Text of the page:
Saturday, 27 June 2015

The Continuing Adventures of Batman!

Bats are an important component of the ecosystem of The Howe and as such are part of the CFWN monitoring project. Here, our MSc student from York University, Andy Clark, gives us a flavour of his nighttime adventures:

I have not been able to explain my research to my Dad since I told him I’ll be using a Bat-Detector. I’ll start trying and he’ll say “Wait, so you’ve got an actual Bat-Detector? That’s awesome.” And then he’s gone, Na-na-na-na-na-na-na-na-na-ing away. But what I’m doing is actually quite cool, it’s useful science, and it’s remarkably simple. And almost everything, to all intents and purposes, has ‘Bat-‘ in front of it.

Apart from being iconic inspiration for Bruce Wayne, bats are brilliant. First of all they’re the only mammals that have ever evolved the ability to fly. Their wings are made of exactly the same bones as our hands and fingers – theirs are just stretched out & have a big wing-membrane of skin between them that joins right along the side of their body to their little feet & tails. That makes the iconic bat-symbol.

We have 6 bat-species around the Howe of Cromar, and most of all they eat midges. If you go down to a river around sunset – I’ve seen them as early as 20-past-9 at night – you’ll see them flapping manically and swooping around eating the tiny little flies that bug us so much. You may know that bats ‘see’ in the dark by using echolocation – they squeak at a pitch far higher than we can hear, and then work out where things are by the way the sound reflects back. Each bat species calls at a distinct pitch & in a distinct way. Well here’s something really cool – they can do that, while they’re flying, and pick out individual midges (that are also flying) and hone in on them. And here’s something even cooler – they don’t just bite them out of the air. Bats will grab a midge with their back feet, while they’re flying, and scoop it forward into their mouths! Try doing that with your dinner!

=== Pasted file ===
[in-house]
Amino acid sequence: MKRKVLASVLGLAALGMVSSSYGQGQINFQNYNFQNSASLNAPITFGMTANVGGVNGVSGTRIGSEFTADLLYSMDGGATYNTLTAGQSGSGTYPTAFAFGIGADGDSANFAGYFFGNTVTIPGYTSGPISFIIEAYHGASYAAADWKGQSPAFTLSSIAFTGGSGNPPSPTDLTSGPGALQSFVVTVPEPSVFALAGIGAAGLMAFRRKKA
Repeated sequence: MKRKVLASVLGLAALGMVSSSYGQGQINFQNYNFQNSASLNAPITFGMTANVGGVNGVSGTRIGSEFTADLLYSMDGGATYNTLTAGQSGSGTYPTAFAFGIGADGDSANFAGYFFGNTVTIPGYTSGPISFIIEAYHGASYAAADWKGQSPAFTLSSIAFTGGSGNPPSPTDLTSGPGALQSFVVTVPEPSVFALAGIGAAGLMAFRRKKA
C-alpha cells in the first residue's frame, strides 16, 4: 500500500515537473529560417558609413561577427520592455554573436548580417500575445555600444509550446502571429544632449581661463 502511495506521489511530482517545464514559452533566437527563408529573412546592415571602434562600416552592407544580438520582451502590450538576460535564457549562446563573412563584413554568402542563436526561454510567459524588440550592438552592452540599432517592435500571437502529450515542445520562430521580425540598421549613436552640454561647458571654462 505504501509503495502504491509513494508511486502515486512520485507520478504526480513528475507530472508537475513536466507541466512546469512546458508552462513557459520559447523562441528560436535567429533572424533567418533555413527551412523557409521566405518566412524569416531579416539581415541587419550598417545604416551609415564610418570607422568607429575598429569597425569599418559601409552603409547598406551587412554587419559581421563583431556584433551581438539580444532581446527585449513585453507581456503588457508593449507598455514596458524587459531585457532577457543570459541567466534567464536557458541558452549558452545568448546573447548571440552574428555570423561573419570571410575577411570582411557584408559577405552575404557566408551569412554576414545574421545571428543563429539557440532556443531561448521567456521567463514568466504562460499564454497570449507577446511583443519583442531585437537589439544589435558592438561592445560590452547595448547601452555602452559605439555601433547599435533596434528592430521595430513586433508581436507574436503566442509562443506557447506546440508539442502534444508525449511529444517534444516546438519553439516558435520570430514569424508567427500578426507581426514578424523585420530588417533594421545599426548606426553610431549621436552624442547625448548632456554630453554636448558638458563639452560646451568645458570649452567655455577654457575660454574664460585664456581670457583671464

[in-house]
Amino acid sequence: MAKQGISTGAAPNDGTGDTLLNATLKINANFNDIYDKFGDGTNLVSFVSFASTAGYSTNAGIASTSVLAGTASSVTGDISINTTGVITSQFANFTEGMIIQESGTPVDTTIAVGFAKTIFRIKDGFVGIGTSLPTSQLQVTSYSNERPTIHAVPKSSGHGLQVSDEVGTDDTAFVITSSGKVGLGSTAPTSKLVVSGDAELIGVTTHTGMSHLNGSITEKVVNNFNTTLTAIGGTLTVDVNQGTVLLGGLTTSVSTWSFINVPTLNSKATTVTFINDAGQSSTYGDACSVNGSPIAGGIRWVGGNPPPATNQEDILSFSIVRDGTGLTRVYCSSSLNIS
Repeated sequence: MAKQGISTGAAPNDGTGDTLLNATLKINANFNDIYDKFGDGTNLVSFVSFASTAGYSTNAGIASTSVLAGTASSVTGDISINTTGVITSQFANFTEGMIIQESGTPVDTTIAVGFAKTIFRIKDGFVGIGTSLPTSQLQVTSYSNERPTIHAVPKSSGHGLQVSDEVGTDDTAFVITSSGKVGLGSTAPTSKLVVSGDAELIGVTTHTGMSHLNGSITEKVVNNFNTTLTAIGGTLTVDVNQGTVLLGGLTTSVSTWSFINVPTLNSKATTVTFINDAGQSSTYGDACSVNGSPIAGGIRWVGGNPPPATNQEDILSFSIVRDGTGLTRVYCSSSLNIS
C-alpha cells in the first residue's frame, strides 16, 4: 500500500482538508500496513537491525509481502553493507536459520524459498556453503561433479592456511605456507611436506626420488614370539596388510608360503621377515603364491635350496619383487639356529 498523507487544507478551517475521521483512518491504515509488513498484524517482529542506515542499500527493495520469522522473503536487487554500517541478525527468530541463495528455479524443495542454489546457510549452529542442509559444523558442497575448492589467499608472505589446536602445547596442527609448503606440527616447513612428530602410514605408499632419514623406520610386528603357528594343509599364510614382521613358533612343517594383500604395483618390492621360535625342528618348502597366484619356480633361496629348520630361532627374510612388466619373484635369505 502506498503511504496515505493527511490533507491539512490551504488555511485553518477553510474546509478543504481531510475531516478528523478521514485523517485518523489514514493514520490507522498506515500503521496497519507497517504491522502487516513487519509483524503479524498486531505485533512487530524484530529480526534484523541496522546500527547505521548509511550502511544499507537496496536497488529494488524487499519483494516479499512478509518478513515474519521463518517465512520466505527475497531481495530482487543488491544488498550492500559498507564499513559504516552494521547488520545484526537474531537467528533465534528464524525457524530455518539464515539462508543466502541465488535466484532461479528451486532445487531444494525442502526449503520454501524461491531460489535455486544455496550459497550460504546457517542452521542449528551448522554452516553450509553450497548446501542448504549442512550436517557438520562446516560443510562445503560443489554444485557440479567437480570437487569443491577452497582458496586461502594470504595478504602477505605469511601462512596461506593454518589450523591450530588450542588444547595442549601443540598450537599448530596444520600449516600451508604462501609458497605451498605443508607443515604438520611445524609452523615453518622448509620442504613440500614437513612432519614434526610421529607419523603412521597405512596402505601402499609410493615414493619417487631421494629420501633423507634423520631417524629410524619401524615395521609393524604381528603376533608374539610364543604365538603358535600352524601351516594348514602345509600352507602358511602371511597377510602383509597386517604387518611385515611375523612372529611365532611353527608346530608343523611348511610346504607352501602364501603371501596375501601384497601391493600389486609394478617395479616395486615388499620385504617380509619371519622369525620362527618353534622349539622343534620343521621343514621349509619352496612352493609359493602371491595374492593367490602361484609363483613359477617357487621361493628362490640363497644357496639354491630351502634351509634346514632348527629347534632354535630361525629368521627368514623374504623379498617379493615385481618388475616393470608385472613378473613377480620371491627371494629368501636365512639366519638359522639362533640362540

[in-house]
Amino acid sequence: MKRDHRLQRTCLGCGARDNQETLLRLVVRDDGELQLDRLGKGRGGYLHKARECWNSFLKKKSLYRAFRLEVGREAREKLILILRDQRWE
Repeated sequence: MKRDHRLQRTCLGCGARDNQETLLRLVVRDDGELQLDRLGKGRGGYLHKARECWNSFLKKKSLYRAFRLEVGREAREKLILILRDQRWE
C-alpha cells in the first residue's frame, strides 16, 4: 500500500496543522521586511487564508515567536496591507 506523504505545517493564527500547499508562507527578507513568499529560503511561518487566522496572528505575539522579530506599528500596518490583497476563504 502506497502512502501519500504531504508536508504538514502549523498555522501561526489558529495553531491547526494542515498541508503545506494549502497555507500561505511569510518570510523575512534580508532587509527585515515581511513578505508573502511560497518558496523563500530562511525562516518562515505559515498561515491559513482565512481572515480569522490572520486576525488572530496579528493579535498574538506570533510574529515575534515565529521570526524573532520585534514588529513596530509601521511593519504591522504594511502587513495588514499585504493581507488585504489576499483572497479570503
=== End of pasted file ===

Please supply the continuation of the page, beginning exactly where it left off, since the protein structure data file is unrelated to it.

There’s a species you’ll see called ‘Daubenton’s’ that particularly like water, and will actually pick insects off the surface of the flowing river in the same way.

Other than that you’ll most likely see one’s called Common or Soprano Pipistrelles. They’re all less than 6cm long & have a wingspan between 20 and 30cm. If you ever get a chance to see one up-close, they’re surprisingly cute.

So what do I do?
 
I’m trying to find out if any particular type of habitat or land-use is really good (or bad) for bats. To do that I have my trusty Bat-Detector, which simply listens to the ultra-sonic clicks of bats and I record the sounds on a Bat-Dictaphone. Back at the Bat-Research-Base I run those through the Bat-Super-Computer to work out what frequencies – and therefore species - I recorded. From when their calls get really excited I can even work out when they catch a midge!

The Bat-kit!

 Holy-Science Batman!” you must be thinking. With this simple little survey I’m working out where bats are most like to be, and where they’re getting the most to eat. Then we can work out how to make the most for these midge-eating heroes of the night.

I hope to see you out some night. You’ll find me blasting around in the Bat-Prius, doing Bat-Science.

A sonogram, from which we can identify species.
Andy Clark (aka Batman...).

I would just like to add that if any of the local bat enthusiasts would like to contribute their observations we would be delighted to include them and they would be very much appreciated! As with all our work we will contribute our findings to the relevant national and regional recording schemes, in this case the BatConservation Trust’s National Bat Monitoring Programme, and NESBReC.

Dave Parish, dparish@gwct.org.uk, 07889 891956.

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